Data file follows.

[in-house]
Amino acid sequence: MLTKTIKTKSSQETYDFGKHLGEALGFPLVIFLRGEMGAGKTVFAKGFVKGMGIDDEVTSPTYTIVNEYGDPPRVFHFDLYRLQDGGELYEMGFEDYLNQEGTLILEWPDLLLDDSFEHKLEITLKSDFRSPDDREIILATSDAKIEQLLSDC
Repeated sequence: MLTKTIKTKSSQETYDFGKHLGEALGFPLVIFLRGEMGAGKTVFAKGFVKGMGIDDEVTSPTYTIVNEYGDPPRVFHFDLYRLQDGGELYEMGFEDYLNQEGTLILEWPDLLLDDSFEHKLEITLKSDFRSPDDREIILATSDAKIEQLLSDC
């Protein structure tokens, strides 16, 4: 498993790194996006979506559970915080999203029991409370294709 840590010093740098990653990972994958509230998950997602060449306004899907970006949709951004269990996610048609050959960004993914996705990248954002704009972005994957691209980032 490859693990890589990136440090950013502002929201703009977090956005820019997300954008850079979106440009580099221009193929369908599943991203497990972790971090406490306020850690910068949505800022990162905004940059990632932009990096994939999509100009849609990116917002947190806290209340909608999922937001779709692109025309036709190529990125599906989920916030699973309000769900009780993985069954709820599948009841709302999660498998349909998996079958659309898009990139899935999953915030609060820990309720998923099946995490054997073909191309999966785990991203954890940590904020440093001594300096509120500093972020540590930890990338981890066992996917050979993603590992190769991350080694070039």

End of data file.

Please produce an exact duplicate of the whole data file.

[in-house]
Amino acid sequence: MLTKTIKTKSSQETYDFGKHLGEALGFPLVIFLRGEMGAGKTVFAKGFVKGMGIDDEVTSPTYTIVNEYGDPPRVFHFDLYRLQDGGELYEMGFEDYLNQEGTLILEWPDLLLDDSFEHKLEITLKSDFRSPDDREIILATSDAKIEQLLSDC
Repeated sequence: MLTKTIKTKSSQETYDFGKHLGEALGFPLVIFLRGEMGAGKTVFAKGFVKGMGIDDEVTSPTYTIVNEYGDPPRVFHFDLYRLQDGGELYEMGFEDYLNQEGTLILEWPDLLLDDSFEHKLEITLKSDFRSPDDREIILATSDAKIEQLLSDC
């Protein structure tokens, strides 16, 4: 498993790194996006979506559970915080999203029991409370294709 840590010093740098990653990972994958509230998950997602060449306004899907970006949709951004269990996610048609050959960004993914996705990248954002704009972005994957691209980032 490859693990890589990136440090950013502002929201703009977090956005820019997300954008850079979106440009580099221009193929369908599943991203497990972790971090406490306020850690910068949505800022990162905004940059990632932009990096994939999509100009849609990116917002947190806290209340909608999922937001779709692109025309036709190529990125599906989920916030699973309000769900009780993985069954709820599948009841709302999660498998349909998996079958659309898009990139899935999953915030609060820990309720998923099946995490054997073909191309999966785990991203954890940590904020440093001594300096509120500093972020540590930890990338981890066992996917050979993603590992190769991350080694070039």